The primary laws governing Russian trade secrets are the Federal Law on Information, Information Technologies and Information Protection and the Trade Secret Law. The Civil Code, the Labor Code, the Criminal Code, and the Code of Administrative Offenses provide additional statutory protection for trade secrets.
The Information Law defines trade secrets as “information to which access is limited.” Under the Trade Secret Law a trade secret is “any information (production, technical, economic, organizational, information, etc.) which has an actual or potential commercial value because it is unknown to third parties and because third parties do not have free access to it by legitimate means, and with respect to which the holder of such information has implemented a trade secrecy system.” Not all information may constitute a trade secret: the Trade Secret Law expressly lists categories of information that may not be a trade secret (e.g., information on the environment, population, or violations of law).
To protect information from unauthorized disclosure, the owner needs to institute a trade secrecy system by following certain statutory procedures that are more stringent than the “reasonable efforts to preserve secrecy” that U.S. practitioners may be used to under U.S. law. In Russia, to establish such a system the owner has to do the following:
determine the scope of the trade secrets and formalize it in a “List of Trade Secrets”;
issue a policy governing access to the trade secrets and control over such access (normally, in Russian companies, this document is called “Regulations on Confidentiality”);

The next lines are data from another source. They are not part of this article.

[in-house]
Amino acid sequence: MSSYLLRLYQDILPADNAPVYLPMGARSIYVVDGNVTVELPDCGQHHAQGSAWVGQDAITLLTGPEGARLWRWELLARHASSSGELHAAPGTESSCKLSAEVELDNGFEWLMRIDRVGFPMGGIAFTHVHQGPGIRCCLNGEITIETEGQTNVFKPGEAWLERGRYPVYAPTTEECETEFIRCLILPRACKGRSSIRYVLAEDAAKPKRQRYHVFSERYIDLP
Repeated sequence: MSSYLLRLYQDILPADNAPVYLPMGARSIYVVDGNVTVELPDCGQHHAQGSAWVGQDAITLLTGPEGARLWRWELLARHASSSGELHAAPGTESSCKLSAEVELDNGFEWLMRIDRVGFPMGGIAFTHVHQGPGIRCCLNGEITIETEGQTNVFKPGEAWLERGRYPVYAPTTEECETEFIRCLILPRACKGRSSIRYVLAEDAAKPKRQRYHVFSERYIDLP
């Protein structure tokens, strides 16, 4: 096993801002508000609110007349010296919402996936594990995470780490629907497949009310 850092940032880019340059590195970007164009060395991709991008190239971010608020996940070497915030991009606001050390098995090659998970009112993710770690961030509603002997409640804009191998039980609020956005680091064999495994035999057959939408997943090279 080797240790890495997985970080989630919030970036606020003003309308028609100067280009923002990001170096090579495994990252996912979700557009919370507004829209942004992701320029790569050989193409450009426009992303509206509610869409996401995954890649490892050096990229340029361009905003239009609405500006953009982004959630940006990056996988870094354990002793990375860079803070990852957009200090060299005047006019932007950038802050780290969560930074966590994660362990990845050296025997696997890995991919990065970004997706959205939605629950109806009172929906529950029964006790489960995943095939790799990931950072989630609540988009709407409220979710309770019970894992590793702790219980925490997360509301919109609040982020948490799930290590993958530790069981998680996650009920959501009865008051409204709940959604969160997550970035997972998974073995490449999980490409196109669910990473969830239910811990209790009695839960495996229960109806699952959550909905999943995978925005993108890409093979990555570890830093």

keep and regularly update a list of the persons who have access to the confidential information; and
mark all documents and other media containing trade secrets with the inscription “Trade Secret,” and an indication of its owner (i.e., the name and location of the company).
If the owner fails to institute these procedures, the information may not be protected as a trade secret.
Certain special rules apply when employees have access to trade secrets. If a trade secrecy system is in place, the employer should notify the employees regarding what information constitutes a trade secret, and inform them that they may not disclose such information. The employees must review the policy governing access to trade secrets (item number 2 above) and sign to confirm that they have done so. An employee who discloses a trade secret may be dismissed, and under the Civil Code, employees can be liable to compensate their employers for any losses caused to the employers by the employee’s culpable disclosure of trade secrets. Employees may also bear criminal or administrative liability under the Criminal Code or Code of Administrative Offenses.
In July 2013, Russia’s new Intellectual Property Court opened, with 16 judges hearing trade secret, patent, trademark and other IP disputes. The court handles cases involving disputes over the establishment and validity of IP rights as a court of first instance, and IP infringement cases as an appellate or cassation court. Civil cases on copyright protection, as well as criminal and administrative cases, are outside its jurisdiction.